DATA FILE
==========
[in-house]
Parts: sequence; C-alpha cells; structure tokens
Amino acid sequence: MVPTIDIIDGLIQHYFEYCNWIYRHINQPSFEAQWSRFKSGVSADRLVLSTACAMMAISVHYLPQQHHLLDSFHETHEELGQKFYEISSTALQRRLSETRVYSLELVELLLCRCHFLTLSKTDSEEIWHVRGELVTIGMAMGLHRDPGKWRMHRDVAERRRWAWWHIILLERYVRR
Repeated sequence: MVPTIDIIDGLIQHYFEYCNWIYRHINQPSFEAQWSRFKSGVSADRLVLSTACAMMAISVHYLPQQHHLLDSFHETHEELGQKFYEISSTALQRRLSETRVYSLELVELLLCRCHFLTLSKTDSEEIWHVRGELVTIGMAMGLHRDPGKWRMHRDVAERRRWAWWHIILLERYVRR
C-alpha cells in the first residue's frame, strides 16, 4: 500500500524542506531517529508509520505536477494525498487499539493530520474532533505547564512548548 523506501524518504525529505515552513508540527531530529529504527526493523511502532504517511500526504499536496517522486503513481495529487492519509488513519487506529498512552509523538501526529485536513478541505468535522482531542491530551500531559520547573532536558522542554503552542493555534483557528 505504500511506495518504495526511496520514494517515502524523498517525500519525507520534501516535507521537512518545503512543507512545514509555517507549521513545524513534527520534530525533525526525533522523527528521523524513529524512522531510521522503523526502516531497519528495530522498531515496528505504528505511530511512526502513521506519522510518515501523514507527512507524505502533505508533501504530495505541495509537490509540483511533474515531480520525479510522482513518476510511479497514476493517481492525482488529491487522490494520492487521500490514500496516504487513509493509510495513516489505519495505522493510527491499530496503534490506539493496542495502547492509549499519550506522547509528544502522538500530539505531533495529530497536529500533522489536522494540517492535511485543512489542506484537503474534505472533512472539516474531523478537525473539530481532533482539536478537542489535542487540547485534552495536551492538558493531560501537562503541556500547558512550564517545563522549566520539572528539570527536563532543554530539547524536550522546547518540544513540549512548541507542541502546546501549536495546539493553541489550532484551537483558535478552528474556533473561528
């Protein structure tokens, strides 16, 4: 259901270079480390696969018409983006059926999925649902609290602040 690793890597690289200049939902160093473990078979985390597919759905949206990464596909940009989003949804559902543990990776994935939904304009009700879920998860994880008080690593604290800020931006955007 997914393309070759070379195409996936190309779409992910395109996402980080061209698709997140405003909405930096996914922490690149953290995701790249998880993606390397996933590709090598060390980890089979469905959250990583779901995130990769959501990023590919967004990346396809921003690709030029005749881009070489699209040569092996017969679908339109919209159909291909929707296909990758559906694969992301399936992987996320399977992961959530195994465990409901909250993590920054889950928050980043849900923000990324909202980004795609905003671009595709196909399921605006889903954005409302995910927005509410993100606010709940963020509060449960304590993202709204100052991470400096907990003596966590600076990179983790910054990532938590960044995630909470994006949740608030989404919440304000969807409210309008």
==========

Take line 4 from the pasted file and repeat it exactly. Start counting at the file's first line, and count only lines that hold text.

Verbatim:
Repeated sequence: MVPTIDIIDGLIQHYFEYCNWIYRHINQPSFEAQWSRFKSGVSADRLVLSTACAMMAISVHYLPQQHHLLDSFHETHEELGQKFYEISSTALQRRLSETRVYSLELVELLLCRCHFLTLSKTDSEEIWHVRGELVTIGMAMGLHRDPGKWRMHRDVAERRRWAWWHIILLERYVRR